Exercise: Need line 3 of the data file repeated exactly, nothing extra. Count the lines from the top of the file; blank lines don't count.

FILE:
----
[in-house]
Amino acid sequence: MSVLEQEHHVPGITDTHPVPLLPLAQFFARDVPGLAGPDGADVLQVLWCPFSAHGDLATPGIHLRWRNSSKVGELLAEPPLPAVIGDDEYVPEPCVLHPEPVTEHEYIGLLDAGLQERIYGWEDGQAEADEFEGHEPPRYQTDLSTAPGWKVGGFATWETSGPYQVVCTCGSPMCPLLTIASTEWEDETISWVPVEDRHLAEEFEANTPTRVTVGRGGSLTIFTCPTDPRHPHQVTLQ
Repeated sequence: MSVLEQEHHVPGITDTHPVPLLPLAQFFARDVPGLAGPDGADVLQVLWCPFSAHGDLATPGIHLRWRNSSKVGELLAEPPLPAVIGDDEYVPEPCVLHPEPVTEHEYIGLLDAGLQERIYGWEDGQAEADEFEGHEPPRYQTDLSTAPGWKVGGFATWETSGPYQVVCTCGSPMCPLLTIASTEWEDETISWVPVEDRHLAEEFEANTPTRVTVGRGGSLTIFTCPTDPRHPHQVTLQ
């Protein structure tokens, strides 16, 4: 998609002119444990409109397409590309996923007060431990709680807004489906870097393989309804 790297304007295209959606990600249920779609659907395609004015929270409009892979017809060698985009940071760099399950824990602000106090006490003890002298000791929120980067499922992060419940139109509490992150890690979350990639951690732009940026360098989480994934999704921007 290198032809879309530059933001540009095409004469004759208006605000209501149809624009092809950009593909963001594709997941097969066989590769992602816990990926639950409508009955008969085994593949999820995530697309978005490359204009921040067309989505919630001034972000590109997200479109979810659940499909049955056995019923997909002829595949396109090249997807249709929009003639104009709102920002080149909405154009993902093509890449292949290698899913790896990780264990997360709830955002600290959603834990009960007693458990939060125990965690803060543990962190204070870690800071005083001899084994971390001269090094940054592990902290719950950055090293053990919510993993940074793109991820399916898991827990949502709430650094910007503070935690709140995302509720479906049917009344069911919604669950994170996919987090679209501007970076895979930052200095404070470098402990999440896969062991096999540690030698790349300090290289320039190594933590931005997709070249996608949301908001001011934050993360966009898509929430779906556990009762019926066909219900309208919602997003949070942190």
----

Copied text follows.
Repeated sequence: MSVLEQEHHVPGITDTHPVPLLPLAQFFARDVPGLAGPDGADVLQVLWCPFSAHGDLATPGIHLRWRNSSKVGELLAEPPLPAVIGDDEYVPEPCVLHPEPVTEHEYIGLLDAGLQERIYGWEDGQAEADEFEGHEPPRYQTDLSTAPGWKVGGFATWETSGPYQVVCTCGSPMCPLLTIASTEWEDETISWVPVEDRHLAEEFEANTPTRVTVGRGGSLTIFTCPTDPRHPHQVTLQ